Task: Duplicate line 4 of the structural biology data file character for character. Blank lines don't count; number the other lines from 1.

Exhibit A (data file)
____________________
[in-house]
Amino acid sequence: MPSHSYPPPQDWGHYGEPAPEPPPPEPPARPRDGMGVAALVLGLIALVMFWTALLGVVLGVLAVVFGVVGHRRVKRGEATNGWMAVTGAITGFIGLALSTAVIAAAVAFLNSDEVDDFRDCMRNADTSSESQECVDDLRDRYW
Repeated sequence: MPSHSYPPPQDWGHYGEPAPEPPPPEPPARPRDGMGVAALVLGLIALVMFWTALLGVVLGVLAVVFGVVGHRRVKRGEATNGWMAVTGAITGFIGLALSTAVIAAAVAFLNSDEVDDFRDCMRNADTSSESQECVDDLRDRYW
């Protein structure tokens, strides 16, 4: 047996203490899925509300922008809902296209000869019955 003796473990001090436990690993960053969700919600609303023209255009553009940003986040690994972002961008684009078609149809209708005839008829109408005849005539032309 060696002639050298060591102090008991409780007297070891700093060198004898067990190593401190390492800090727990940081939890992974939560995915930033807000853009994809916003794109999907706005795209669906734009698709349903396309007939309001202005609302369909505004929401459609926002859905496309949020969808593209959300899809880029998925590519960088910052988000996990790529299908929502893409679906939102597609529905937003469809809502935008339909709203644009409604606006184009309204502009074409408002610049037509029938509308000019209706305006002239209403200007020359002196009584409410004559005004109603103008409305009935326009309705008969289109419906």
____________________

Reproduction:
């Protein structure tokens, strides 16, 4: 047996203490899925509300922008809902296209000869019955 003796473990001090436990690993960053969700919600609303023209255009553009940003986040690994972002961008684009078609149809209708005839008829109408005849005539032309 060696002639050298060591102090008991409780007297070891700093060198004898067990190593401190390492800090727990940081939890992974939560995915930033807000853009994809916003794109999907706005795209669906734009698709349903396309007939309001202005609302369909505004929401459609926002859905496309949020969808593209959300899809880029998925590519960088910052988000996990790529299908929502893409679906939102597609529905937003469809809502935008339909709203644009409604606006184009309204502009074409408002610049037509029938509308000019209706305006002239209403200007020359002196009584409410004559005004109603103008409305009935326009309705008969289109419906």